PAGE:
The Jewish Week is always here for you.
We need your support now.
Your contribution will help us bring you vital news
and frequent updates about the impact of COVID-19.
CONTRIBUTE
‘Fauda’ meets ‘Shtisel’ meets ‘Srugim’ meets ‘Unorthodox’
search
Editor's Desk 

‘Fauda’ meets ‘Shtisel’ meets ‘Srugim’ meets ‘Unorthodox’

Imagining life in the Israeli television series multiverse.

(Jewish Week Collage/Netflix, Amazon Prime)
(Jewish Week Collage/Netflix, Amazon Prime)

I don’t have the time or the sitzfleisch for binge-viewing, so I have been working my way slowly through the big Israeli TV series. We started with “Srugim,” the gentle dramedy about young Modern Orthodox Jews trying to find love in their claustrophobic Jerusalem neighborhood. We allowed ourselves to be traumatized by “Fauda,” about an Israeli commando team that works undercover in the occupied territories. And we’re engrossed in “Shtisel” and its wry, melancholy examination of the lives of haredi Orthodox Jews.

Each show is a window into Jewish life in Israel, but a narrow window. The characters in the shows all live in the same country at about the same time but might as well live on separate planets. That’s not necessarily a distortion: Although Israel is a small country, its religious and secular populations are often segregated by choice. Even the religious community is divided between the haredi, or ultra-Orthodox, population and the Modern, or “religious Zionist,” Orthodox seen in “Srugim.” All the cohorts send their kids to separate schools and tend to live in distinct neighborhoods.

Which is why I dream of a supercut of all the Israeli shows. Imagine the accurate mosaic of Israeli society that would emerge if “Fauda,” “Srugim,” “Shtisel” and “Unorthodox” were edited into one long series, or the artistic possibilities of a single Israeli television multiverse:

Episode One:

The show opens in Jerusalem’s Katamon neighborhood, where gentle Amir, a schoolteacher at a Modern Orthodox yeshiva, shares an apartment with the sardonic Nati, a physician. Amir tells Nati that he plans on asking their mutual friend Yifat to marry him as soon as he gets back from his Army reserve duty.

While on duty, Amir is mistakenly assigned to the Mista’arvim unit, and is immediately sent undercover into the Palestinian city of Ramallah. His partner is Doron, the fanatical commando who looks like a cross between Don Rickles and a trash can. After a fierce gunfight with Hamas, the two escape back across the Green Line in time for Shabbat, where Amir shares a tense dinner with Yifat, Nati and Hodaya where much is left unsaid.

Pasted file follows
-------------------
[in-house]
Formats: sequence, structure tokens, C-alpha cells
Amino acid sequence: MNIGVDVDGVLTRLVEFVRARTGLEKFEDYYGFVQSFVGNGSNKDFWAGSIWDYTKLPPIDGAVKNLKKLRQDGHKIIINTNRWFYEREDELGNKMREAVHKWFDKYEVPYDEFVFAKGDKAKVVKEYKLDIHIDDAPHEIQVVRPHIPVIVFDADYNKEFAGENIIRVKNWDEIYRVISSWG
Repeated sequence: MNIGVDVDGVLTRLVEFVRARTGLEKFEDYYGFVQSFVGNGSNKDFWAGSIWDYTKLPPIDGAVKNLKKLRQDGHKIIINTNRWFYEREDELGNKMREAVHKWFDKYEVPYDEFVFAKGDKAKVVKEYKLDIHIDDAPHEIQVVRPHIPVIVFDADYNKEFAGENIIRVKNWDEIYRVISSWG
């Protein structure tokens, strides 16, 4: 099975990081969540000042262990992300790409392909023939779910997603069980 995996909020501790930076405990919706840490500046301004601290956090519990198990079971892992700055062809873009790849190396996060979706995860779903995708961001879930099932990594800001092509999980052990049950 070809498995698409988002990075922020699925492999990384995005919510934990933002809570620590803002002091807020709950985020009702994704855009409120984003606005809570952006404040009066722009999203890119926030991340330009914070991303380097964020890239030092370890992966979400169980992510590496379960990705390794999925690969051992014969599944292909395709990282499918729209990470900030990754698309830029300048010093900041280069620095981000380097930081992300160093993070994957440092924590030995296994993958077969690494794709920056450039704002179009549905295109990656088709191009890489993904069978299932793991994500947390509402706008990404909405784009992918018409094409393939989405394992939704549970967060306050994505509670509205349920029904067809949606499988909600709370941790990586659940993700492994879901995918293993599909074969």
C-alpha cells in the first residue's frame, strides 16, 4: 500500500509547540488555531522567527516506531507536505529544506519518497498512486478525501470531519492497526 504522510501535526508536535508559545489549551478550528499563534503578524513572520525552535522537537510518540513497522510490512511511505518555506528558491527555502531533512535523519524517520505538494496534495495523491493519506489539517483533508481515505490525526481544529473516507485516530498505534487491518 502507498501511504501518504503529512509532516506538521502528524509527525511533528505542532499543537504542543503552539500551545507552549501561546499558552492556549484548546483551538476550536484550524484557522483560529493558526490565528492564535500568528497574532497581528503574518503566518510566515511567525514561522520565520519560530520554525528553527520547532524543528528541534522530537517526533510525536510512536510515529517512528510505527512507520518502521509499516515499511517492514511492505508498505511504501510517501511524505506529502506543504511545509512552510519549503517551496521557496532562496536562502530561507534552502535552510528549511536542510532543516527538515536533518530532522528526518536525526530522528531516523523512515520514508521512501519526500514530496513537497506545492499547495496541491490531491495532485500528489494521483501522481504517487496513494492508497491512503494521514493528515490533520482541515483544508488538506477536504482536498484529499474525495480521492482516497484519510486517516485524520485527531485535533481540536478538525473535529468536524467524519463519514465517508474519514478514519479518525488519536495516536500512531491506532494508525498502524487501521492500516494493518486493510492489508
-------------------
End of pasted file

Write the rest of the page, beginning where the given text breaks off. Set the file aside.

Episode Two:

Akiva Shtisel, a moony young haredi Orthodox man living in Jerusalem’s Geula neighborhood, dreams of being an artist, despite the disapproval of his loving but overbearing father, Rabbi Shulem. On a visit to the Jerusalem Zoo, he runs into Yifat, who has paused outside the monkey cages to consider Amir’s marriage proposal. The attraction between Akiva and Yifat is obvious, even though Akiva’s father would never approve of him marrying a Modern Orthodox girl. Yifat, meanwhile, still has feelings for Nati, even though he has commitment problems and still shares an apartment with Amir despite his doctor’s salary.

Episode Three:

While interrogating a Palestinian terror suspect, Doron remembers the lovely young woman he met while working undercover as an Arab custodian at Hebrew University. Hodaya clearly grew up Modern Orthodox but has left the religious life. Doron plans on giving her a call, as soon as he smokes a few dozen cigarettes and stares moodily into space.

Episode Four:

Despite his father’s disapproval, Akiva Shtisel plans on asking Yifat to join him on a shidduch date in the lobby of a Jerusalem hotel – as soon as he finishes smoking a few dozen cigarettes and staring moodily into space. His thoughts are interrupted by a phone call from his sister, who explains that her teenaged daughter Ruchami is missing and may have run away to Germany.

Episode Five:

A young woman who looks suspiciously like a shaven-headed Ruchami – that is, like a cross between Scarlett Johansson and a tennis ball — is seen at a music school in Berlin, where only a few new friends know that she has run away from her strictly Orthodox life back in Israel. Her hopes for surviving outside of her former life rely entirely on her getting into the prestigious music school — as opposed to, say, working in a coffee shop. Her thoughts are interrupted when she spots Akiva Shtisel and his hapless friend Farshlufen getting out of a taxi – obviously sent by her grandfather to bring her home.

Episode Six:

Back in Israel, the “Srugim” crowd is having another tense Shabbat dinner when Nati gets a call from the hospital saying that he must come in and treat an Israeli commando who was injured in a botched mission in a Palestinian village. When he gets to the hospital we see the patient is Doron, who is sitting at the window moodily smoking a cigarette. “You can’t smoke in a hospital,” Nati tells Doron, who immediately snaps and puts Nati in a chokehold. Just then Yifat walks in carrying a covered casserole dish, the leftovers from dinner. She is humiliated for Nati’s sake, but is strangely attracted to the bullet-headed stranger who is strangling him.

Season Finale:

On a crowded bus, we see all the cast members: Amir and Yifat are headed into town to look at wedding rings, Akiva Shtisel and his father are smoking cigarettes, Nati is refusing to commit to yet another lovely young woman, and Doron and Hodaya are sharing meaningful looks while Doron holds the bus driver in a chokehold.

Andrew Silow-Carroll (@SilowCarroll) is the editor in chief of The Jewish Week. Subscribe to his Sunday newsletter here.

read more:
comments